Thursday, October 7, 2010


Me when I was a sultry age 14.
The beach in N. Wildwood was small
and high tides often washed into the street.
Today this same beach is at least a half
mile wide and the city has tram cars to
take beach goers closer to the ocean.
Such is the power of nature to either
give or to take away.

Now, what I miss about NuJoisey.....

Thunder storms. Watching a sudden storm approach across the ocean
or Delaware Bay. The excitement and fear of racing across the bay
to reach safe harbor before the storm. Ball lightening. St. Elmo's Fire. The tingle of a close lightening hit and the exciting relief that it missed me. Walking in a downpour on a warm day and splashing in the puddles like a child. The smell of rain after a dry week. The quiet after a storm, especially in the Great Cedar Swamp or on a deserted beach.
Sitting on the porch with a panoramic view of the sky watching nature's fire works.

Winter ice storms where even the smallest weed became a diamond
creation. When my weeping birches would gracefully bend to the earth under the weight of the ice but spring back on the first sunny day. Running and sliding like a child down the pavement. Icicles.

Snow. How it quieted the harsh noise of civilization. Walking at night during a gentle snow fall. Walking in the woods after a fresh snow looking for animal tracks. Snow covered trees and shrubery. The refreshing feeling of accomplishment after shoveling the walkway.

Fall colors. Watching the decidious world return to life in the spring.
Crocus popping up through the snow. The first daffodill. The first
Jersey tomato. Picking wild blueberries. Sasafras tea. Pick it yourself strawberries, string beans, apples and peaches. Tree ripened peaches.

Perching on a sand dune watching a nor'easter storm ravage the beach. Spending endless hours walking through sand dunes shielded
from the winter wind. Conk shells. Sand crabs scurring in the shallow
waves. Catching flounder and weak fish and eating them the same day. Blue claw crabs. Walking along the Deleware Bay during horse shoe crab spawning and flipping over the ones on their back so they could return to the bay. Bird migrations in the fall across the bay.

Jake. When all of my friends were on the beach I would wander off and walk for hours through the dunes and along the sand bars in Angle Sea. Jake was an old man who I often met during my solitary expiditions. He taught me of nor'easters, hurricanes, how the sea and the sand worked in harmony to ceasely resculpure the landscape. Once we met on a sand dune during a mild hurricane and sat for hours watching the fury of the wind and the sea. When I was 17 I could no longer find Jake. I never knew his last name or where he lived but this lovely old man taught me to love and respect the sea. Each spring I would return to Angle Sea to see the grand castles that the sea tore down and rebuilt during the winter.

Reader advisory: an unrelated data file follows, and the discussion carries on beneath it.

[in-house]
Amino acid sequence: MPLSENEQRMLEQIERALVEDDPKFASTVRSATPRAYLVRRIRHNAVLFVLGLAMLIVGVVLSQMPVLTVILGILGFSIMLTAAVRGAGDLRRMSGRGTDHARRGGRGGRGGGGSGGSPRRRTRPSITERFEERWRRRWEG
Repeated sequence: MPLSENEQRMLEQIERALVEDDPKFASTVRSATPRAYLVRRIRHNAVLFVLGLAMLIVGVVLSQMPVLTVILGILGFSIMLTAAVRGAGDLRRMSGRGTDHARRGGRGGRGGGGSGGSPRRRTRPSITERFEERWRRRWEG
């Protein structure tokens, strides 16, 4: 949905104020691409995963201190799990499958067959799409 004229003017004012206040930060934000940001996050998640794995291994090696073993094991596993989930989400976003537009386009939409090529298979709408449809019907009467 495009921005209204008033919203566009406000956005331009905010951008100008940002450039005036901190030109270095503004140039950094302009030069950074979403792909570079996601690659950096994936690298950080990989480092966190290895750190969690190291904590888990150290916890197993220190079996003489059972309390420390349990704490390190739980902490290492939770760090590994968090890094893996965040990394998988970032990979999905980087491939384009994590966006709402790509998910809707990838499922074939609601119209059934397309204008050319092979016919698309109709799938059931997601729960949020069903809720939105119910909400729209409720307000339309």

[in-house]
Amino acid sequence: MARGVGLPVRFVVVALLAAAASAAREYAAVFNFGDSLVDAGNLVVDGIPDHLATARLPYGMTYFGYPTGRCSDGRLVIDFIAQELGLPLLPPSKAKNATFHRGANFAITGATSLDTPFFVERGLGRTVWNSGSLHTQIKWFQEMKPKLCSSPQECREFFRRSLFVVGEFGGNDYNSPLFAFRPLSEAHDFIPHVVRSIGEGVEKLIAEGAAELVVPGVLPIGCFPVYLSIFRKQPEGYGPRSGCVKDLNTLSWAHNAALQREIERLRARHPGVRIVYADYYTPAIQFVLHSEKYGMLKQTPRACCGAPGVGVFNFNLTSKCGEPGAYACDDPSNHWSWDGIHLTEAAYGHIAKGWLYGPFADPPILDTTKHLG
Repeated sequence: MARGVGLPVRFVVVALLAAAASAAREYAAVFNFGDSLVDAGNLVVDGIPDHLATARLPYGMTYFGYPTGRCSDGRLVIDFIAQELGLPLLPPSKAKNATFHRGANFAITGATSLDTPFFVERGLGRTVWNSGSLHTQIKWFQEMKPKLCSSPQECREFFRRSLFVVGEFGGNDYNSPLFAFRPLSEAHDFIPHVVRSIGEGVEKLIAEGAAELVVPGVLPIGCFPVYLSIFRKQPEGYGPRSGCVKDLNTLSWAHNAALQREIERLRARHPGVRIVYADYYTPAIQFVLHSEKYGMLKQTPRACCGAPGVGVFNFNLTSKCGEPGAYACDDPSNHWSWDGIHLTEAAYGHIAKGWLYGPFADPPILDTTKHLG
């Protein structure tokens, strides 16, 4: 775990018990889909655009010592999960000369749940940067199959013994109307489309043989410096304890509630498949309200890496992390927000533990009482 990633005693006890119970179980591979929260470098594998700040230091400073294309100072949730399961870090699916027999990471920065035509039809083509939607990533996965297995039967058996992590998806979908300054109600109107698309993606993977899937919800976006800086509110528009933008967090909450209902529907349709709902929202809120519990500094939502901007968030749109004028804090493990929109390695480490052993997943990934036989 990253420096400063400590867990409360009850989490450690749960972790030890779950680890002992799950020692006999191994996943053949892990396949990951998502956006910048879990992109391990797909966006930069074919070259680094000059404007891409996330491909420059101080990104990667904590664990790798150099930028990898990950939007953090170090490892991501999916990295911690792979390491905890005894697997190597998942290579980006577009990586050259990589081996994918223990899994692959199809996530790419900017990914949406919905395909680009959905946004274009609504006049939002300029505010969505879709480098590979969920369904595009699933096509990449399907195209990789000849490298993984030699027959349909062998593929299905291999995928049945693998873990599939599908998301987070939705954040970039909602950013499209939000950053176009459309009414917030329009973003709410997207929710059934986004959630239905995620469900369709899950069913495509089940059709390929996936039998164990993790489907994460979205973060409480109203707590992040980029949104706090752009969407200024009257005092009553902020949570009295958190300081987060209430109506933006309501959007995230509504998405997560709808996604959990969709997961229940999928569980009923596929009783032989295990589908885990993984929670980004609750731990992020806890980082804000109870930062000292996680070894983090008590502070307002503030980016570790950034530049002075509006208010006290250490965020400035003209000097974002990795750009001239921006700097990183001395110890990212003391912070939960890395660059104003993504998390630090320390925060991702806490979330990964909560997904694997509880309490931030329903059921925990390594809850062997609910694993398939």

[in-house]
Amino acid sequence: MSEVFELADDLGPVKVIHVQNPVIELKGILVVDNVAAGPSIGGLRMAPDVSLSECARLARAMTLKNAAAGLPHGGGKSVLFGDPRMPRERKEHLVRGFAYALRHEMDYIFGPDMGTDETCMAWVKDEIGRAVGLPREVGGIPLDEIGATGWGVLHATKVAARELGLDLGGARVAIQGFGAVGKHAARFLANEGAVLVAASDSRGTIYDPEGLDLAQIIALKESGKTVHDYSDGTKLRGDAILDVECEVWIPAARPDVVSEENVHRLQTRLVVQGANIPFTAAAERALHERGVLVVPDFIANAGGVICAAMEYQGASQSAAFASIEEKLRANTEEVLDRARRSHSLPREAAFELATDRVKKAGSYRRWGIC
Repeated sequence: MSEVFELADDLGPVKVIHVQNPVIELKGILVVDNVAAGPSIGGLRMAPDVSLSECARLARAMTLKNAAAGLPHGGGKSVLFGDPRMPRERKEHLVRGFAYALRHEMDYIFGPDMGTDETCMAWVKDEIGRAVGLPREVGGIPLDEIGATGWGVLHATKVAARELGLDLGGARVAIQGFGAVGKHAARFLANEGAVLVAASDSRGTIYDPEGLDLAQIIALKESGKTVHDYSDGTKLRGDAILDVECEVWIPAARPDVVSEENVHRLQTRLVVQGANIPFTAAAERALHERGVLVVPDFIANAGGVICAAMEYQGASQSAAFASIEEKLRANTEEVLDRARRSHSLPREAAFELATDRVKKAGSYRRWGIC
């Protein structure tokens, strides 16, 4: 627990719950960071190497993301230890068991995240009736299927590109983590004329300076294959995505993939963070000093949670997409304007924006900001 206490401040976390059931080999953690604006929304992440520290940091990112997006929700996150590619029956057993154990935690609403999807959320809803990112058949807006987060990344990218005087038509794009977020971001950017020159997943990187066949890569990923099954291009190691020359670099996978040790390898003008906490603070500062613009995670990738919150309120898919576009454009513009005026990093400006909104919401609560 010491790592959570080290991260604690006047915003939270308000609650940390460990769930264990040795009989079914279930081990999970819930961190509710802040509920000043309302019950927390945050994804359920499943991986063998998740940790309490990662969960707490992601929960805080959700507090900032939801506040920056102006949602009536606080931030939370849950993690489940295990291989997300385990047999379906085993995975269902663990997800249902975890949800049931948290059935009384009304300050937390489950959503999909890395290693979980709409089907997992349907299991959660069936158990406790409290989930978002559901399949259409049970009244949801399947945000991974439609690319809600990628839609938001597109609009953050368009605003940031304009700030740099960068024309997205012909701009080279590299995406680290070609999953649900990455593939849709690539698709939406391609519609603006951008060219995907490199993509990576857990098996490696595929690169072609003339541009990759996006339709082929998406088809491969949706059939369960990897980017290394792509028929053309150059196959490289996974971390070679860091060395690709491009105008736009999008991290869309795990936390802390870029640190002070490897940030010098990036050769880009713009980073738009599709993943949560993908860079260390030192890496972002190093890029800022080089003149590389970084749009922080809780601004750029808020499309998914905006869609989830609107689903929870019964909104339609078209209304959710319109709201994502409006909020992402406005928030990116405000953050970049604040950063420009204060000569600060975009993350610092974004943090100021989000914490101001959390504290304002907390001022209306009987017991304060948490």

Then came the bulldozers, condo's on the beach, and the sand bars and dunes ceased to exist. Sea walls were built to protect mankind's bastardation of the beach. But slowly through the years the sand and the sea built back what man destroyed. And once again the sand in
N. Wildwood and Angle Sea is again in control. I have not returned for the past 10 years. I must go back again.

Knowing the trails through the woods and the swamps so well that I could walk them on a moon lit night without a flash light. The albino opussum that lived in my window well. The albino skunk who visited my campsite nightly. The pine snake who returned to live under my stoop every spring. Giant spider orbs glistening with morning dew. Being one of the few humans who witnessed a pair of bald eagles send one of the offspring off for the first time to fend for itself. A three hour symphony of calling back and forth, then total silence as the young eagle sat alone in the top of a tree. Then see that young eagle return to the same tree the following spring, still without it's white feathered head. And finally finding where it established it's new territory and lived for several years.

Other things I miss. Dietz and Watson hot dogs. Artery clogging Philly steaks and subs. Barrell pickles. Jersey tomatoes and peaches. Real Italian bistro's. Broadway in NYC and Broad Street in Philly. The hysterical but harmless rudeness of Philadelphia sports fans. Ethnic neighborhoods side by side in harmony. Collecting eggs from the chicken coop for breakfast. Putting on the pot of water before picking sweet peas and Jersey corn. The smell of fresh cut grass.

The list could go on and on. But still, I am now here on the other pond and now my list of what I love about the west coast continues to grow.
And I do not miss shivering in the damp cold winters of NJ, chipping ice off the windshield, water in the basement, crab grass, and most of all,
I do not miss NJ mosquitoes, deer ticks, green head flies, strawberry flies and gnats. I often called my summer abode on the edge of the Great Cedar Swamp "Paradise with Flesh Eating Insects".


  1. I shall when I am finished collecting favorite things about SoCal.